Concussion Repercussions Highlighted
Almost nine years after suffering a severe concussion and skull fracture, serious long-term effects have recently occurred that I thought your readers would like to be educated about.
While most of these injuries occur during so-called “contact sports” or automobile accidents, my own occurred during a simple round of golf. The ricochet broke the orbital bone beneath my left eye, my nose in “several” places, and I was concussed. While the medical staff in that community took great care of the immediate injuries, I was unaware of the possible long-term, and serious, consequences of the skull fracture.
Three years ago, I started to have occasional ‘mini-seizures’, during which I could not decipher what someone was saying to me although I could still hear their voice. Additionally, friends and family began to notice memory lapses and temperament fluctuations. Increasingly, loud noises and bright lights could bring on migraine headaches and additional emotional outbursts. As these symptoms were not yet associated to the accident from six years earlier, you can imagine the consequences this had on relationships!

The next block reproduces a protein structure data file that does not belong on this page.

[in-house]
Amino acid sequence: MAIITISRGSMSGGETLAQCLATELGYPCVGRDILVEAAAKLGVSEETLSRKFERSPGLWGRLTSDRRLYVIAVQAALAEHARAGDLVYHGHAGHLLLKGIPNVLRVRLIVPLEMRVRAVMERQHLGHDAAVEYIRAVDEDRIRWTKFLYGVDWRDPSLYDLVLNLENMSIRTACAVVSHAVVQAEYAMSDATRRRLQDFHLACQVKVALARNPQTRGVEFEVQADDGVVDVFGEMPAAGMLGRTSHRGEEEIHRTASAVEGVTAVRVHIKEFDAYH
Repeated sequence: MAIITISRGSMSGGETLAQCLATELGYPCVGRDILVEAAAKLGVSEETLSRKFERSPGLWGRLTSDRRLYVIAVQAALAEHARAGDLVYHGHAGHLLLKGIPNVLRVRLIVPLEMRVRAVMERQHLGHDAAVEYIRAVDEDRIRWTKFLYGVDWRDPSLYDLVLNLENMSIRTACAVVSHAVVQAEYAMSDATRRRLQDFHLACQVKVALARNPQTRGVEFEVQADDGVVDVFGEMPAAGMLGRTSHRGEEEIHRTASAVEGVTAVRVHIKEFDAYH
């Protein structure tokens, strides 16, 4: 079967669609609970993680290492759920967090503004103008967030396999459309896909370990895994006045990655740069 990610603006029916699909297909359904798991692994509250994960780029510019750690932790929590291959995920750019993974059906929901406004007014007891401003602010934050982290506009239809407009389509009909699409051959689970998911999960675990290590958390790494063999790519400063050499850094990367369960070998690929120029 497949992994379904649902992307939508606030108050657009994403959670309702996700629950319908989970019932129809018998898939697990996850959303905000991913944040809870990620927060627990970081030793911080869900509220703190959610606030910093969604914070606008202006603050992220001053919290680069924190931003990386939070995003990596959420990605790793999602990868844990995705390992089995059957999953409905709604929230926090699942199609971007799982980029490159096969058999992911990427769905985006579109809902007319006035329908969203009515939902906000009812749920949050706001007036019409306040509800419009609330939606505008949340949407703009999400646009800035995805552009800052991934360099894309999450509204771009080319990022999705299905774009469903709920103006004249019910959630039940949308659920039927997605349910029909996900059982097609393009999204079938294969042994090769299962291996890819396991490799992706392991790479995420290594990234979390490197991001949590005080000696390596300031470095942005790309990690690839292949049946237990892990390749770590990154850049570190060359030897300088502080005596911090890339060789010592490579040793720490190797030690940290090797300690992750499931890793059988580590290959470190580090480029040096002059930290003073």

Just last November, I had three Grand Mal seizures in a span of three hours; resulting in a call to our dedicated and well-trained staff at the Escalon Community Ambulance, hospitalization, short- and long-term gaps in memory of up to two weeks, the loss of my driver’s license for three months, a hypersensitivity to light and sound, and prescriptions to life-long seizure medication. The most recent and alarming research finds that repeated exposure to loud noise and light fluctuations can continue to do brain damage!
Please be aware that, while our local high school and college coaches receive training on concussion protocols and consult with local medical personnel to better protect our students and athletes, there may be critical care issues for the rest of an injured person’s life.
Former teacher, coach, counselor and administrator